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How to Transition From Being a Caregiver to Being an Adult Child Again

Sep 7, 2023

The role of being a caregiver to an aging parent is a challenge many adult children face. Then, when a parent’s needs increase to the point that a move into assisted living may be needed, it often brings about a mix of emotions.

At CedarStone Senior Living, we know many adult children find themselves facing this type of transition with their aging parents. In the Cedar Falls, Iowa area, CedarStone team members are known for providing guidance to adult children, helping them understand the changing dynamics and suggesting strategies for a smooth transition.

 

Adjusting to New Dynamics

Many adult children are performing a role they did not fully anticipate but have fulfilled to the best of their ability: being the caregiver to an aging parent. You may have spent months or even years with your parent depending on you for decisions and help with daily activities he or she used to do without much effort or thought. Although some things may have been uncomfortable and challenging, you managed to navigate and get things done.

For many families, this role continues to evolve. You may have a new job or a family addition, making it impossible to continue as the primary caregiver. Or your parent’s needs have changed, moving care beyond your skill or ability to manage adequately.

If you have decided that assisted living may be the appropriate choice for your parent, this change marks a significant shift, impacting both your parent’s life and yours. What does this mean for you? Moving your parent to assisted living might feel like you’re taking a step back from your caregiving role. This can be a tough transition, made even more difficult because so many emotions are tugging at you.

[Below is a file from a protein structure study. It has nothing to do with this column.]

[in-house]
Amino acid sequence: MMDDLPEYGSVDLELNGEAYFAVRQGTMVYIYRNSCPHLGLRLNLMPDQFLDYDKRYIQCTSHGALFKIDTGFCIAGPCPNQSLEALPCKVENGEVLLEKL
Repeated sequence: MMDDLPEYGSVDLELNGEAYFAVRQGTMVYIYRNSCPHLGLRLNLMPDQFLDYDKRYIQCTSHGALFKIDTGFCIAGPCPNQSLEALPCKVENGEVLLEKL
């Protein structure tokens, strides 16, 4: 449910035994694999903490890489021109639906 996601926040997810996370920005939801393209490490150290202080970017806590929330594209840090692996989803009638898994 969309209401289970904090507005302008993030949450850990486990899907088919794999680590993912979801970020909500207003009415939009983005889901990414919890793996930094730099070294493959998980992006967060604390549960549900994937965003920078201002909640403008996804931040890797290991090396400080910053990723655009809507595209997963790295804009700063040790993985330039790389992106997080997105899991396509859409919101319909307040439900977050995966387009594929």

A New View on Caregiving

It helps to see the decision to move to assisted living through a new prism: You are now part of a team of caregivers. The good news is that it is not all on you anymore. You still have a role to play, and you can redefine what you want that to look like. You can return to being the loving child you want to be while continuing to provide help and support only in areas with which you are comfortable. And your parent can return to his or her original role: He or she can be your mom or dad again instead of your patient.

Here are some considerations to ponder as you navigate this transition.

 

How You Feel Is Normal. How Your Parent Feels Is Normal.

Dealing with emotions is a natural part of this process for both you and your parent. Keep talking to your family and the team at CedarStone. We understand the range of emotions you’re feeling. You may find it hard to relate with others at the time, but many people have experienced what you’re going through. You’re not alone. We’re here to help and guide you through the process.

 

Listen to Each Other.

Listen when your parent needs to talk about his or her fears. Acknowledge his or her concerns and let he or she know you appreciate how he or she is feeling. Share your thoughts and feelings. If this is not possible, just let your parent know you are present and focused on him or her. Be sure you have others in your circle who will listen to you as you share how you are feeling, including all the ups and downs.

 

Create a Sense of Place.